Gary believes that the ability to distil the findings of academic work for a non-specialist audience is an “underrated skill and fulfils a valuable function in ensuring that scholarly opinion is disseminated in the mass media”. In his view, scholars should not be producing research solely for the edification of their peers.

Gary is the recipient of several scholarships, fellowships and grants and is an NRF Rated Researcher.

He has supervised four Doctoral and four Masters theses. Currently he is supervising one PhD, as well as three Masters dissertations (one jointly with Dr Edlmann). He has also been an external examiner at several South African universities.

Given the particular focus of his research, Gary has been professionally involved in the Port Elizabeth Historical Society in various roles. He has also been a co-organiser  of  the  conference  on  'Port  Elizabeth's  Place  in  South  African  History  and Historiography', a member of the Committee organising the South African Historical Society Biennial Conference held at Rhodes University; has been a member of the South African Historical Society, the Editorial Board of Contree: Journal of Urban and Regional History and the Editorial  Committee  of  Kronos:  Journal  of  Cape  History.

Gary is also very committed to Rhodes, currently serving as Chair of the Cory Library Board as well as serving on the Humanities Higher Degrees Committee, the Humanities Faculty Standing Committee and the Committee of Assessors.

He has published two books and co-edited one, has 13 book chapters to his name and 23 publications in accredited and peer-reviewed journals with a further 19 in other publications.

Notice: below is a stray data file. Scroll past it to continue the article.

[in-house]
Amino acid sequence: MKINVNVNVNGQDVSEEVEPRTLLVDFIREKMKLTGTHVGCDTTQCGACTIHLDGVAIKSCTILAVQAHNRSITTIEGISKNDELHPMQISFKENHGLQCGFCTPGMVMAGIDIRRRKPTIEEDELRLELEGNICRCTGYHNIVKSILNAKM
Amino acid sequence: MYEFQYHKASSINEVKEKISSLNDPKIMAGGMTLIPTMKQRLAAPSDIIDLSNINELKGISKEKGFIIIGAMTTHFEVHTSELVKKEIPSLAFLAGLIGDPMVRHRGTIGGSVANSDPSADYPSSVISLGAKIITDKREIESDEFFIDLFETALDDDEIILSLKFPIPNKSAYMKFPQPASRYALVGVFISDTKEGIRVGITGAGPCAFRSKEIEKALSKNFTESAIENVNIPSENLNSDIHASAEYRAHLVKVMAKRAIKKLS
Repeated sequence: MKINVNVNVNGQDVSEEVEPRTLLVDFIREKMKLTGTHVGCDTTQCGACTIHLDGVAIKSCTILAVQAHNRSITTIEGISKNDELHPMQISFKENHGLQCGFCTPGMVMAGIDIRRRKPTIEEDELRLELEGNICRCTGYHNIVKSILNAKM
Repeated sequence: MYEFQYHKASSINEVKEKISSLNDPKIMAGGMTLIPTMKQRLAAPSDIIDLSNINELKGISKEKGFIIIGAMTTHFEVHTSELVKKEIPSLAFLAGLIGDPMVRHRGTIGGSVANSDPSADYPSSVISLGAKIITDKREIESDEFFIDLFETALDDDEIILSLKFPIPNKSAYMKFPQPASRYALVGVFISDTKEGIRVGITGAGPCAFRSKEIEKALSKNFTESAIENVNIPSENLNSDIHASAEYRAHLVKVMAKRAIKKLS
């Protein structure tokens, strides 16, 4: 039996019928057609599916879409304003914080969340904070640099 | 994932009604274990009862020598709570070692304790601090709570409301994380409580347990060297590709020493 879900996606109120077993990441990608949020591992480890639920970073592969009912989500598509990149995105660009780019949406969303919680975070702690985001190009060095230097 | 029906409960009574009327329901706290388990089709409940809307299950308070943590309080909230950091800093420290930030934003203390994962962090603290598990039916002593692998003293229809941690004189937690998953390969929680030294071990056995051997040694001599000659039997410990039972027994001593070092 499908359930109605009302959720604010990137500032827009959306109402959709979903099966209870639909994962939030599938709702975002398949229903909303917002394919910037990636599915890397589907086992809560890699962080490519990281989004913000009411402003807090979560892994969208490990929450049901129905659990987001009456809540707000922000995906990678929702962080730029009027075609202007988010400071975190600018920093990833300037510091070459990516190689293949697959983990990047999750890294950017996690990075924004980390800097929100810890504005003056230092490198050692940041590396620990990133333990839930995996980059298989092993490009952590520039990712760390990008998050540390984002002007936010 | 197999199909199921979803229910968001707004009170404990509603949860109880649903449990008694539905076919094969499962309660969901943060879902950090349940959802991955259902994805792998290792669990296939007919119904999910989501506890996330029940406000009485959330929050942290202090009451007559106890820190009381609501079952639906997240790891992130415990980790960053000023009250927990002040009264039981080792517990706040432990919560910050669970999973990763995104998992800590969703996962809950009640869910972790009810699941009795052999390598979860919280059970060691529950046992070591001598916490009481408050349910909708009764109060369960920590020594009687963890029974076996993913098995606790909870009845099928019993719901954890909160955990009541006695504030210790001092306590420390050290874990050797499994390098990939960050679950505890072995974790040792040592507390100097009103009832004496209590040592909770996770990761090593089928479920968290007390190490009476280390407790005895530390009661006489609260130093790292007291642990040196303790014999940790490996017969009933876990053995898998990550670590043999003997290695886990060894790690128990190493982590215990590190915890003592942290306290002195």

He has presented at one international and four national Public Lectures. He has also made presentations at 25 international and several national conferences and workshops, six of which have been published.

Gary’s teaching and research cover a wide range of interests which he says might suggest that he is something of a “dilettante”, but he prefers to see himself as akin to Isaiah Berlin’s fox that draws on a wide variety of experiences rather than his hedgehog that views the world through a single lens or defining idea. He has followed many leads – as opposed to burrowing a single furrow – in the pursuit of knowledge.

His approach is interdisciplinary and unashamedly eclectic as he is particularly wary of the parochialism of South African historiography. Indeed, he has regularly “retooled” so as to avoid becoming narrowly specialised in one or other ghetto of (South) African studies.

It is my great pleasure to invite Professor Gary Baines to address us. His lecture this evening is titled "Commemorating War: The Politics of Memory/Forgetting".

 

 

Last Modified: Wed, 12 Nov 2014 14:51:42 SAST